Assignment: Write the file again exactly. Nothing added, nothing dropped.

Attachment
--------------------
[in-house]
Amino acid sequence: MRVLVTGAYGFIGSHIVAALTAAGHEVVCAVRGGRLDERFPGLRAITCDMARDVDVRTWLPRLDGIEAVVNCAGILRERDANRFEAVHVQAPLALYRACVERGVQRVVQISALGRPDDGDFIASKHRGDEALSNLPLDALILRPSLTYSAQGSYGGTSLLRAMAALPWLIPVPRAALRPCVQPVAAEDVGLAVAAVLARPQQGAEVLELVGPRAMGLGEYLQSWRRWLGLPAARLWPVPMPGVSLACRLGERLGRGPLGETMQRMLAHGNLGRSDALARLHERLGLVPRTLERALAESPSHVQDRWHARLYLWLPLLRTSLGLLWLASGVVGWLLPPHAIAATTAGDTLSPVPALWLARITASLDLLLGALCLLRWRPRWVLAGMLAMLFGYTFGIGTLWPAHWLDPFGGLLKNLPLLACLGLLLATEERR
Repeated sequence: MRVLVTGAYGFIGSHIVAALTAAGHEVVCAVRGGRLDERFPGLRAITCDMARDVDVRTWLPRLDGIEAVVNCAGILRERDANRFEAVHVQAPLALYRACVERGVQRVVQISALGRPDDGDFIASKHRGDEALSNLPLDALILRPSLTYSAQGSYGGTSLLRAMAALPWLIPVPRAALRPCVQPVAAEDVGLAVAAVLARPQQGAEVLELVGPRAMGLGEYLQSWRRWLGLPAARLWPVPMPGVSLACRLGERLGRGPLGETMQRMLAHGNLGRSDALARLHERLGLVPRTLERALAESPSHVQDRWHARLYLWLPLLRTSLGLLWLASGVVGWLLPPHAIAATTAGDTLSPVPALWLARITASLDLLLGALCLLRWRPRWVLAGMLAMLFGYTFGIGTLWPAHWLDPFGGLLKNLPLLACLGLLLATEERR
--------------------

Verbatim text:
[in-house]
Amino acid sequence: MRVLVTGAYGFIGSHIVAALTAAGHEVVCAVRGGRLDERFPGLRAITCDMARDVDVRTWLPRLDGIEAVVNCAGILRERDANRFEAVHVQAPLALYRACVERGVQRVVQISALGRPDDGDFIASKHRGDEALSNLPLDALILRPSLTYSAQGSYGGTSLLRAMAALPWLIPVPRAALRPCVQPVAAEDVGLAVAAVLARPQQGAEVLELVGPRAMGLGEYLQSWRRWLGLPAARLWPVPMPGVSLACRLGERLGRGPLGETMQRMLAHGNLGRSDALARLHERLGLVPRTLERALAESPSHVQDRWHARLYLWLPLLRTSLGLLWLASGVVGWLLPPHAIAATTAGDTLSPVPALWLARITASLDLLLGALCLLRWRPRWVLAGMLAMLFGYTFGIGTLWPAHWLDPFGGLLKNLPLLACLGLLLATEERR
Repeated sequence: MRVLVTGAYGFIGSHIVAALTAAGHEVVCAVRGGRLDERFPGLRAITCDMARDVDVRTWLPRLDGIEAVVNCAGILRERDANRFEAVHVQAPLALYRACVERGVQRVVQISALGRPDDGDFIASKHRGDEALSNLPLDALILRPSLTYSAQGSYGGTSLLRAMAALPWLIPVPRAALRPCVQPVAAEDVGLAVAAVLARPQQGAEVLELVGPRAMGLGEYLQSWRRWLGLPAARLWPVPMPGVSLACRLGERLGRGPLGETMQRMLAHGNLGRSDALARLHERLGLVPRTLERALAESPSHVQDRWHARLYLWLPLLRTSLGLLWLASGVVGWLLPPHAIAATTAGDTLSPVPALWLARITASLDLLLGALCLLRWRPRWVLAGMLAMLFGYTFGIGTLWPAHWLDPFGGLLKNLPLLACLGLLLATEERR